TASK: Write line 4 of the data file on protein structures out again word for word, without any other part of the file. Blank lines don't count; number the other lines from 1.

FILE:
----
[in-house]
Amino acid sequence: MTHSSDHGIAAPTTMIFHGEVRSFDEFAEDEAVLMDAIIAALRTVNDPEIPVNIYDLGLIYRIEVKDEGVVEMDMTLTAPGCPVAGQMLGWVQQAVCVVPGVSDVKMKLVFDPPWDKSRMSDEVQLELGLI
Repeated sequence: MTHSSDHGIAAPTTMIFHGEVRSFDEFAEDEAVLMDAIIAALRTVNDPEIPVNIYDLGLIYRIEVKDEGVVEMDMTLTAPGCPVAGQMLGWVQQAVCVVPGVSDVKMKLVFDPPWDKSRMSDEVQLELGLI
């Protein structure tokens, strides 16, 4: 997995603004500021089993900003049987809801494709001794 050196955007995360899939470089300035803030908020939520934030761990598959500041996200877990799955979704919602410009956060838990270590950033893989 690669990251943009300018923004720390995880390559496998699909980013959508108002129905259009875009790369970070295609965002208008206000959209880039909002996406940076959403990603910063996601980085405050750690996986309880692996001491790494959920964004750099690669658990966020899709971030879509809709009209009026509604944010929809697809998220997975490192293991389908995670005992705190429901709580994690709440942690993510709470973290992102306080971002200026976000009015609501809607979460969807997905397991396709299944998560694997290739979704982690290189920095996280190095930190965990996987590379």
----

């Protein structure tokens, strides 16, 4: 997995603004500021089993900003049987809801494709001794 050196955007995360899939470089300035803030908020939520934030761990598959500041996200877990799955979704919602410009956060838990270590950033893989 690669990251943009300018923004720390995880390559496998699909980013959508108002129905259009875009790369970070295609965002208008206000959209880039909002996406940076959403990603910063996601980085405050750690996986309880692996001491790494959920964004750099690669658990966020899709971030879509809709009209009026509604944010929809697809998220997975490192293991389908995670005992705190429901709580994690709440942690993510709470973290992102306080971002200026976000009015609501809607979460969807997905397991396709299944998560694997290739979704982690290189920095996280190095930190965990996987590379």